Embryonic development of the neural tube

During embryonic development of the neural tube, mesenchymal somites differentiate into different tissues such as the muscles, skin and cartilage (Gilbert, 2000). The somites are the triangular-shaped bodies that are positioned at both sides of the developing neural tube. The changes that occur in somites are triggered by different factors such as proteins which are generated by tissues that are situated nearby the somites. In the normal pathway, somites are expected to further develop into three regions.

The sclerotome is the differentiated mesenchymal somitic tissue that gives rise to the skeleton of the developing organism. This structure provides the axis of the animal. Another mesenchymal somitic tissue that is generated during differentiation is the myotome, which is known to produce the muscular tissues of the organism. The third mesenchymal somatic tissue that is produced after differentiation is the dermatome, which is also known as the epidermal tissue or skin of the developing organism.

When an additional notochord is grafted into an embryo on the lateral side of the neural tube, the neighboring somite that is situated between the grafted notochord and the original axis develops into only sclerotome. This result is generally due to the patterning signals that are released by the notochord which influences what type of tissue located in an adjacent region will result into after differentiation (Dessaud et al. , 2008). On another situation, when a segment of the normal notochord in an embryo is removed, the somites in that region develop only dermatome and myotome.

The same result is due to the influence of the proteins that are produced by the notochord, whereby it releases a specific protein, specifically sonic hedgehog that is responsible for the differentiation of somitic tissue (Marigo and Tabin, 1996). When isolated somitic tissue is incubated in culture with sonic hedgehog (shh), sclerotome-specific differentiation markers appear in the somitic tissue as a function of time and concentration. The specific protein that is responsible for the differentiation of somites is sonic hedgehog which is produced by the notochord and the cells of the neural tube of the developing embryo.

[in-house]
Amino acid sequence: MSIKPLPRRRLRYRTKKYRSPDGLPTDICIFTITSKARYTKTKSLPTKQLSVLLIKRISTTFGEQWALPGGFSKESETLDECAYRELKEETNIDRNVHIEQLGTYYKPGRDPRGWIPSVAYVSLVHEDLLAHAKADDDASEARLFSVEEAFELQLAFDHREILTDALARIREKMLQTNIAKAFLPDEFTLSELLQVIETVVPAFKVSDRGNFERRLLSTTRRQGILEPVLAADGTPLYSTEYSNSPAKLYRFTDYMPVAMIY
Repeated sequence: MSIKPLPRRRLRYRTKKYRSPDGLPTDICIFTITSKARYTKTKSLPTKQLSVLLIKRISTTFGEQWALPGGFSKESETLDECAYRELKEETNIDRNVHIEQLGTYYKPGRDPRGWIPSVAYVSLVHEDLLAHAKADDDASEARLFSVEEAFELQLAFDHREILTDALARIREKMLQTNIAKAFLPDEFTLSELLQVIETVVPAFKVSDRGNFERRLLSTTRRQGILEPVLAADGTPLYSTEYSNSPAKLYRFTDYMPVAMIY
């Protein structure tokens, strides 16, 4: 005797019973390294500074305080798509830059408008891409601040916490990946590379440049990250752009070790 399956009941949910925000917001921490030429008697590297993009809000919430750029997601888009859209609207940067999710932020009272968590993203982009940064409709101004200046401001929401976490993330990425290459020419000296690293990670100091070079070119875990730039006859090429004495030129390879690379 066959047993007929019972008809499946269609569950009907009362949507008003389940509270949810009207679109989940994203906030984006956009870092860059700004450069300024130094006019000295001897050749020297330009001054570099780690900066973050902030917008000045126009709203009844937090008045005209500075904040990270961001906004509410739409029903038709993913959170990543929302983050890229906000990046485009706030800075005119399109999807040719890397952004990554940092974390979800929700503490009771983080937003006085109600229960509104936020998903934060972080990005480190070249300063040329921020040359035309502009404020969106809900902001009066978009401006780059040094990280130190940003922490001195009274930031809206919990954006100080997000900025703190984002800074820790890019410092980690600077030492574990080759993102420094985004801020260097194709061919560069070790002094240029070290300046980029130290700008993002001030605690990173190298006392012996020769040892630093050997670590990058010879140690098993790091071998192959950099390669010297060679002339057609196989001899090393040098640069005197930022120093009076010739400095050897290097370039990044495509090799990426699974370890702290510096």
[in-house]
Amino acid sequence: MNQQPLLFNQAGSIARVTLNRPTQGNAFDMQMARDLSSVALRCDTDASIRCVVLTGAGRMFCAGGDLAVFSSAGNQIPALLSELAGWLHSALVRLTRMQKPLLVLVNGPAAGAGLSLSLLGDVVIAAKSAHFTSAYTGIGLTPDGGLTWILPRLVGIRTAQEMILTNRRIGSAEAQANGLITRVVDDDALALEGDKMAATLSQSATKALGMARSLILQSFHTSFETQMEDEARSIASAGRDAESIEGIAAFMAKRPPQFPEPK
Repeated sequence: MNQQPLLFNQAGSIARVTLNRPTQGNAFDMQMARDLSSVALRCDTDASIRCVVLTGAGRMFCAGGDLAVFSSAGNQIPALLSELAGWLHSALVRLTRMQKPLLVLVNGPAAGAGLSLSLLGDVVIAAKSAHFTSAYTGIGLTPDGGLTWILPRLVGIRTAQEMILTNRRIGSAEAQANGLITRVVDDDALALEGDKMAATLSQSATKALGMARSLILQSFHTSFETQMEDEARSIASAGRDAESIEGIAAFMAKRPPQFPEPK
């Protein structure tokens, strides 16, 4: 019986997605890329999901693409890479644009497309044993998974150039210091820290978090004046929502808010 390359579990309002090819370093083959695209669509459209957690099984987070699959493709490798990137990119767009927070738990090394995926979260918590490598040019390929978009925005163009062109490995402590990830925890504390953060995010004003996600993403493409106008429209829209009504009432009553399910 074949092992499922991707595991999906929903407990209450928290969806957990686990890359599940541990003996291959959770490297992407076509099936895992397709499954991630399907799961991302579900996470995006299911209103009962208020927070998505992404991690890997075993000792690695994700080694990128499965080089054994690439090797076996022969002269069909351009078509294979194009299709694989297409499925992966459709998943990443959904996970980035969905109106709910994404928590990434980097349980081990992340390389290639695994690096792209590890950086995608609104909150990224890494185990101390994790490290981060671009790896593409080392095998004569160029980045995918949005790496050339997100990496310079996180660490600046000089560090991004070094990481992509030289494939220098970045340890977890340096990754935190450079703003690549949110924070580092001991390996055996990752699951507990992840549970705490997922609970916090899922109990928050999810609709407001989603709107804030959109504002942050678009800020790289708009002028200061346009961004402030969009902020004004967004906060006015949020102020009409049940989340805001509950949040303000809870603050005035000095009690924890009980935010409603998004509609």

The presence of this protein induces the somite to differentiate into sclerotome cells. There are also other proteins that play specific roles in neural tube development. Another protein is Pax1 which is a transcription factor that induces somitic tissue to transform into cartilage, which in turn, eventually changes into the vertebral column. Another reason why the somitic tissue follows an axial orientiation of dorsal and medial positioning is due to the effect of another protein produced by the neural tube, called neurotrophin 3 (NT-3).

The production of NT-3 by the neural tube cells influences the identification of the epaxial and hypaxial regions of the dermatome. Consequently, the epaxial region of the dermatome is influenced by the proteins Wnt1 and Wnt3, as well as sonic hedgehog into further differentiation as well as migration to their ultimate location in the neural tube of the developing embryo. The epaxial region eventually forms the muscles of the back side of the developing embryo, while the hypaxial region consequently differentiates into the muscles that are found between the rib bones.

Neural tube development in an embryo thus involves the differentiation of specific regions of the embryo and this is mainly influenced by specific genes that are producing proteins that convey signals that are associated with what type of tissues will be formed in each specific region of the embryo. In addition, neural tube development also involves the migration of specific mesenchymal tissues in order to position themselves at their ultimate destination when development of the embryo has been completed.

Among the most important proteins involved in embryonic development is sonic hedgehog because it signals the somitic tissue to differentiate in relation to its position and distance to the notochord.


Dessaud E, McMahon AP, Briscoe J (2008): Pattern formation in the vertebrate neural tube: a sonic hedgehog morphogen-regulated transcriptional network. Development 135:2489-503. Gilbert S (2000): Developmental Biology, 6th ed. New York: Sunderland. Marigo V and Tabin CJ (1996): Regulation of Patched by Sonic hedgehog in the developing neural tube. Proc. Natl. Acad. Sci. USA 93:9346-9351.

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